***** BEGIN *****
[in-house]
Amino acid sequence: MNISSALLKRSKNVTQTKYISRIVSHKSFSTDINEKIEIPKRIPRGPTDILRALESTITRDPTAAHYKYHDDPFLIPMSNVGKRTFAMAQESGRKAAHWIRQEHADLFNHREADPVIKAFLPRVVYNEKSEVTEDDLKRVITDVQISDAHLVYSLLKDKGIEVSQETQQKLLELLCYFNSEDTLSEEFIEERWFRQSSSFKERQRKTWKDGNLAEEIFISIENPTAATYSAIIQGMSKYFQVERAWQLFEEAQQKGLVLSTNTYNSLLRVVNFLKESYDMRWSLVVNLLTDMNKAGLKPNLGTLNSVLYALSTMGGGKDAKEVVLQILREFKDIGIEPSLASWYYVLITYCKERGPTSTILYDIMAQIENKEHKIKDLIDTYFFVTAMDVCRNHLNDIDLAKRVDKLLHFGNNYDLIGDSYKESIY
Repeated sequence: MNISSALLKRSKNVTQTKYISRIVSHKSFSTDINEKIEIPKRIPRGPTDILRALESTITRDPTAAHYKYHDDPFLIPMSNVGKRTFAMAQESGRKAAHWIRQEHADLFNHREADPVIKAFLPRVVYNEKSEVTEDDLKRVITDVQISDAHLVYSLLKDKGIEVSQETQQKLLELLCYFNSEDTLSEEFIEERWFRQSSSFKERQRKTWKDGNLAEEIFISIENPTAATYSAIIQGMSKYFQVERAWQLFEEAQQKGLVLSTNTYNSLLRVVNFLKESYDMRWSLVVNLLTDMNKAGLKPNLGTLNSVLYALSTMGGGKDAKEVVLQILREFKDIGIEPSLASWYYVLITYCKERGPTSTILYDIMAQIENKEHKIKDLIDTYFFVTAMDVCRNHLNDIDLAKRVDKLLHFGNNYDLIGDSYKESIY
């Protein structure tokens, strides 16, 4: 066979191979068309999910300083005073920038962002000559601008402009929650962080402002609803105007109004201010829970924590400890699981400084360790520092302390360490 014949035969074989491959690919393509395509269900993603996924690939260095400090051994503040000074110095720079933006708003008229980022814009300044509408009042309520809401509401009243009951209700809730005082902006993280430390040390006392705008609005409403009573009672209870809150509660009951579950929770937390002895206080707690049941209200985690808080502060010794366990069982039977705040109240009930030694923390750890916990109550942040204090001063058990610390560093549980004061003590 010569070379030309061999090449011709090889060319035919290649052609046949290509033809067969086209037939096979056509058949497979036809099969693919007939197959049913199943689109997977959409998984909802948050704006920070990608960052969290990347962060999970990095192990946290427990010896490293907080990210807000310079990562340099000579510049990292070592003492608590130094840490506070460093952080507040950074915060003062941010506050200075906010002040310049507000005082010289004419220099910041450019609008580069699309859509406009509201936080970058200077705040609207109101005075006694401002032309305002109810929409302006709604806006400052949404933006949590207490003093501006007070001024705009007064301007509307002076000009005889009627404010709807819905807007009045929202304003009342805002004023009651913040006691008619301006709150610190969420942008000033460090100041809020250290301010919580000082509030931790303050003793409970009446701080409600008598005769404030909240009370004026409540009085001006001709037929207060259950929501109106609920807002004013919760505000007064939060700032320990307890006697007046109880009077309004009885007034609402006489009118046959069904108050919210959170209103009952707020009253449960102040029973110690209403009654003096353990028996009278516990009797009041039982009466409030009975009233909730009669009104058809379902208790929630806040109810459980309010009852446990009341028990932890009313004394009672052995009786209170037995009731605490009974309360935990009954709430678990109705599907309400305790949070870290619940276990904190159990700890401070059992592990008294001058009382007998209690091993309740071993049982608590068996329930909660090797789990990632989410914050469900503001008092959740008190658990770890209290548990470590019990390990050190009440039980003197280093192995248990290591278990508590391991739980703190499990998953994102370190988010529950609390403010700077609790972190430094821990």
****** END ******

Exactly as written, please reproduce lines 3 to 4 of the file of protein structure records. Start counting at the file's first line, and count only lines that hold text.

Repeated sequence: MNISSALLKRSKNVTQTKYISRIVSHKSFSTDINEKIEIPKRIPRGPTDILRALESTITRDPTAAHYKYHDDPFLIPMSNVGKRTFAMAQESGRKAAHWIRQEHADLFNHREADPVIKAFLPRVVYNEKSEVTEDDLKRVITDVQISDAHLVYSLLKDKGIEVSQETQQKLLELLCYFNSEDTLSEEFIEERWFRQSSSFKERQRKTWKDGNLAEEIFISIENPTAATYSAIIQGMSKYFQVERAWQLFEEAQQKGLVLSTNTYNSLLRVVNFLKESYDMRWSLVVNLLTDMNKAGLKPNLGTLNSVLYALSTMGGGKDAKEVVLQILREFKDIGIEPSLASWYYVLITYCKERGPTSTILYDIMAQIENKEHKIKDLIDTYFFVTAMDVCRNHLNDIDLAKRVDKLLHFGNNYDLIGDSYKESIY
């Protein structure tokens, strides 16, 4: 066979191979068309999910300083005073920038962002000559601008402009929650962080402002609803105007109004201010829970924590400890699981400084360790520092302390360490 014949035969074989491959690919393509395509269900993603996924690939260095400090051994503040000074110095720079933006708003008229980022814009300044509408009042309520809401509401009243009951209700809730005082902006993280430390040390006392705008609005409403009573009672209870809150509660009951579950929770937390002895206080707690049941209200985690808080502060010794366990069982039977705040109240009930030694923390750890916990109550942040204090001063058990610390560093549980004061003590 010569070379030309061999090449011709090889060319035919290649052609046949290509033809067969086209037939096979056509058949497979036809099969693919007939197959049913199943689109997977959409998984909802948050704006920070990608960052969290990347962060999970990095192990946290427990010896490293907080990210807000310079990562340099000579510049990292070592003492608590130094840490506070460093952080507040950074915060003062941010506050200075906010002040310049507000005082010289004419220099910041450019609008580069699309859509406009509201936080970058200077705040609207109101005075006694401002032309305002109810929409302006709604806006400052949404933006949590207490003093501006007070001024705009007064301007509307002076000009005889009627404010709807819905807007009045929202304003009342805002004023009651913040006691008619301006709150610190969420942008000033460090100041809020250290301010919580000082509030931790303050003793409970009446701080409600008598005769404030909240009370004026409540009085001006001709037929207060259950929501109106609920807002004013919760505000007064939060700032320990307890006697007046109880009077309004009885007034609402006489009118046959069904108050919210959170209103009952707020009253449960102040029973110690209403009654003096353990028996009278516990009797009041039982009466409030009975009233909730009669009104058809379902208790929630806040109810459980309010009852446990009341028990932890009313004394009672052995009786209170037995009731605490009974309360935990009954709430678990109705599907309400305790949070870290619940276990904190159990700890401070059992592990008294001058009382007998209690091993309740071993049982608590068996329930909660090797789990990632989410914050469900503001008092959740008190658990770890209290548990470590019990390990050190009440039980003197280093192995248990290591278990508590391991739980703190499990998953994102370190988010529950609390403010700077609790972190430094821990």